Serve with more lemon, and some natural yogurt and parsley if you wish.

Cucumber Salad

1/2 cucumber, peeled and sliced finely

2 teaspoons of chopped dill

1/2 tablespoon of vinegar

1/2 tablespoon of olive oil

pinch of sugar

good punch of salt

How to make:

Mix everything together and arrange on a plate. Check it has your preferred seasoning and acidity and adjust if wished.

Eaten with:

Chopped gem lettuce salad, extra lemon and bread.

Hazelnut and Shropshire Blue Salad


A few months ago I enjoyed a butter lettuce and hazelnut salad with house salad cream at Hoi Polloi in Shoreditch. This, made at home with lettuce picked from the garden is inspired by that one, but has a different dressing and the addition of Shropshire blue cheese, as I ate it for lunch, rather than as a side.


Some fresh, soft lettuce

a tablespoon of toasted hazelnuts

two tablespoons of crumbled blue cheese, such as Shropshire Blue

a few sliced spring onion tops

a few slices of cucumber


1 teaspoon, creme fraiche

1 teaspoon English mustard

1 teaspoon of runny honey

a small squeeze of lemon juice

2 teaspoons, vinegar

1.5 tablespoons oil (rapeseed, olive or sunflower)

salt and pepper

How to make:

Arrange the salad ingredients on a plate. Mix the dressing together thoroughly and taste for seasoning. Drizzle the dressing over the top.

Tinned Tomatoes

A domestic blade is effective

in puncturing the metal,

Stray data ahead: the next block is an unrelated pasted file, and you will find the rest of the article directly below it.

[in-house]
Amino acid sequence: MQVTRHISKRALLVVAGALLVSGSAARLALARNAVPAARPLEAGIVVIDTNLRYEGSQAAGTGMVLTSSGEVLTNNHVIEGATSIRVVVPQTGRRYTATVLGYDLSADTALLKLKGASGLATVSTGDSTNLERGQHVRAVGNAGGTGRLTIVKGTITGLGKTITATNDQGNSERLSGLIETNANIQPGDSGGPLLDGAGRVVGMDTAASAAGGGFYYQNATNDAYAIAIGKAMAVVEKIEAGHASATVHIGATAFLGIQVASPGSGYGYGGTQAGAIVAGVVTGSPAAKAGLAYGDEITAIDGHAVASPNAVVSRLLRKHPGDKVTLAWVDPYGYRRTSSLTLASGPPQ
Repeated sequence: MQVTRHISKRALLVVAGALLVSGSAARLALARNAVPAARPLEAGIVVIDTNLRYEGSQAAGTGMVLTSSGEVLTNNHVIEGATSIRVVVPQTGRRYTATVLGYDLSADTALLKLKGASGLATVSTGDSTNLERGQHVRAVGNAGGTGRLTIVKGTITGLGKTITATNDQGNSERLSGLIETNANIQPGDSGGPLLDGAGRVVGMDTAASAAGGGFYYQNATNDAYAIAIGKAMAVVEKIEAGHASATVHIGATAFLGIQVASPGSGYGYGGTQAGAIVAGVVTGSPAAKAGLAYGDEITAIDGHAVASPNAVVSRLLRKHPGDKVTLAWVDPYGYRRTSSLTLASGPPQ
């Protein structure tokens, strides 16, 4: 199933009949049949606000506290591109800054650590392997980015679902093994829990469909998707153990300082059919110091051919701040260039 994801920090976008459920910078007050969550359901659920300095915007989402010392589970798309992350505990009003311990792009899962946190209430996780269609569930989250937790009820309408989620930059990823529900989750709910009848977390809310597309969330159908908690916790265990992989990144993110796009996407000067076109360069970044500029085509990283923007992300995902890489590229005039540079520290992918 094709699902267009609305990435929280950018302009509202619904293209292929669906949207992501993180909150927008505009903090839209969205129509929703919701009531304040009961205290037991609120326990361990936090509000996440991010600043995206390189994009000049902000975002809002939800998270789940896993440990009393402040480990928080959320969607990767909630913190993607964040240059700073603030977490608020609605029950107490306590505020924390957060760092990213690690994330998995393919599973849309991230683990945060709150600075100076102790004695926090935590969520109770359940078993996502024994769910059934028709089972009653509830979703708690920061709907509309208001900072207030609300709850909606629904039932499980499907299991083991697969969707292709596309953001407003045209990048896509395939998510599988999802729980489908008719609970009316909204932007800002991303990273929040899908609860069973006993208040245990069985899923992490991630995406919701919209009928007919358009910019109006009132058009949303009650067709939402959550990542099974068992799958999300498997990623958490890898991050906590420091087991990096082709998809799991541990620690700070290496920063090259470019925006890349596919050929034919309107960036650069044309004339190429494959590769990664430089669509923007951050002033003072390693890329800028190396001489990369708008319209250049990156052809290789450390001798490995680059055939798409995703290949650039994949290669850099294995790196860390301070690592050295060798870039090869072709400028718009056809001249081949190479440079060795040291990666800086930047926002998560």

and a drop of red


over and out and down the

ridged side.

They had hung  

among rolls of green

that tumbled under the hottest star,

east from here:

Dotted across weak furry stems, wan blossoms

bloom, growing globes of


that become

Vermillion. Bobbing fruits

greedily suck the

loamy dirt

of its liquid,

swelling more and more

and more until

it cannot be borne,


they must come off

either by force,

or a fall.

Before the indefinite move to


airless and

sealed cylindrical confinement,

a calculated application of fierce heat ensures that



skin separates

from collapsing,

ripened flesh

and they are drowned

–  and presented

in their own juices.

Antica Trattoria della Pesa




Net curtains and an almost-closed, ivy green door screened off the Antica Trattoria della Pesa from the humid heat of June and the rest of Milan. A look round the small foyer however, revealed lunch taking place in a room of white tablecloths, an ancient dresser in oiled wood bearing crockery, glasses, bottles of grappa, and a porcelain bowl full of bright vegetable pickles.

A calm waiter wearing a crisp shirt and clean, black apron showed me into a back room half-full of male pairs having business lunches, and a coal-fired burner painted with green enamel paint – certainly from the late 19th century (at most early 20th). Dark wooden panelling covered the lower half of the wall, and the top was painted white, and covered with a sparse collection of poor-quality prints and cuttings. Overall, it felt like I was in a Sherlock Holmes novel.

I had a plate of finely sliced Lardo di Ballabio first – sweet and salty and with a thin rind of pungent, hard herbs. I was given the large bowl of pickles with a spoon to add some piquancy – they were extraordinary and tongue-twisting.

Then came fresh tagliatelle with a large heap of porcini mushrooms fried in butter. An excess of melted yellow butter formed pools underneath the pasta. I sat in silent awe at what I was eating and at the place with its  efficient and benevolent waiters.  Intense, good coffee was served with a dish of warm langues de chat. As I left I told the young, female maître d’ that her restaurant was a heavenly place.